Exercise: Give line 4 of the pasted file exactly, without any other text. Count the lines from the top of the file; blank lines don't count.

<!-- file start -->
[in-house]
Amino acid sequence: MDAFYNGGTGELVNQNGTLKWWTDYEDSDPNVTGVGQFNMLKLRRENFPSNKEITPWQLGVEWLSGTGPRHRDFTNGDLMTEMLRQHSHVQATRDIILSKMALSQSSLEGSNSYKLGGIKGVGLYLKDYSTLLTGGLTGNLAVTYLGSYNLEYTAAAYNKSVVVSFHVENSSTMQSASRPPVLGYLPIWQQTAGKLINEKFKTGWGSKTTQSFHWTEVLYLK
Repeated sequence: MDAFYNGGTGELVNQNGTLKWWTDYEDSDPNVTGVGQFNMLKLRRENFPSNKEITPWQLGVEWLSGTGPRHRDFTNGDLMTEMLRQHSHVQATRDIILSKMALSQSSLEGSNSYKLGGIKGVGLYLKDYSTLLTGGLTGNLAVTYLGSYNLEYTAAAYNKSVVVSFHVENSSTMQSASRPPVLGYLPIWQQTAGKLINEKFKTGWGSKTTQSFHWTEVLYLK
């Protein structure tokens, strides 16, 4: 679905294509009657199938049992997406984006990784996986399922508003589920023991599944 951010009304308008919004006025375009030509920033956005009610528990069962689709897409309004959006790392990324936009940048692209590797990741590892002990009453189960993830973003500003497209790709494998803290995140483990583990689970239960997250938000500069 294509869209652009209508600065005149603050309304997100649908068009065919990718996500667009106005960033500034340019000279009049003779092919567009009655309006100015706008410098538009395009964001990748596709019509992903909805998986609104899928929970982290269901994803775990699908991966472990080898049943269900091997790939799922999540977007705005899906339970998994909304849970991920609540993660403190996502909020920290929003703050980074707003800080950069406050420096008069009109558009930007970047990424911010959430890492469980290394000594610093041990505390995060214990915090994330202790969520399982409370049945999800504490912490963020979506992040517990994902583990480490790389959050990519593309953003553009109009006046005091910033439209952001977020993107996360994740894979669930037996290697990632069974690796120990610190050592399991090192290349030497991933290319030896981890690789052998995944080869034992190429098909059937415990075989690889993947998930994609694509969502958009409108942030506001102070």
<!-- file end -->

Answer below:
């Protein structure tokens, strides 16, 4: 679905294509009657199938049992997406984006990784996986399922508003589920023991599944 951010009304308008919004006025375009030509920033956005009610528990069962689709897409309004959006790392990324936009940048692209590797990741590892002990009453189960993830973003500003497209790709494998803290995140483990583990689970239960997250938000500069 294509869209652009209508600065005149603050309304997100649908068009065919990718996500667009106005960033500034340019000279009049003779092919567009009655309006100015706008410098538009395009964001990748596709019509992903909805998986609104899928929970982290269901994803775990699908991966472990080898049943269900091997790939799922999540977007705005899906339970998994909304849970991920609540993660403190996502909020920290929003703050980074707003800080950069406050420096008069009109558009930007970047990424911010959430890492469980290394000594610093041990505390995060214990915090994330202790969520399982409370049945999800504490912490963020979506992040517990994902583990480490790389959050990519593309953003553009109009006046005091910033439209952001977020993107996360994740894979669930037996290697990632069974690796120990610190050592399991090192290349030497991933290319030896981890690789052998995944080869034992190429098909059937415990075989690889993947998930994609694509969502958009409108942030506001102070």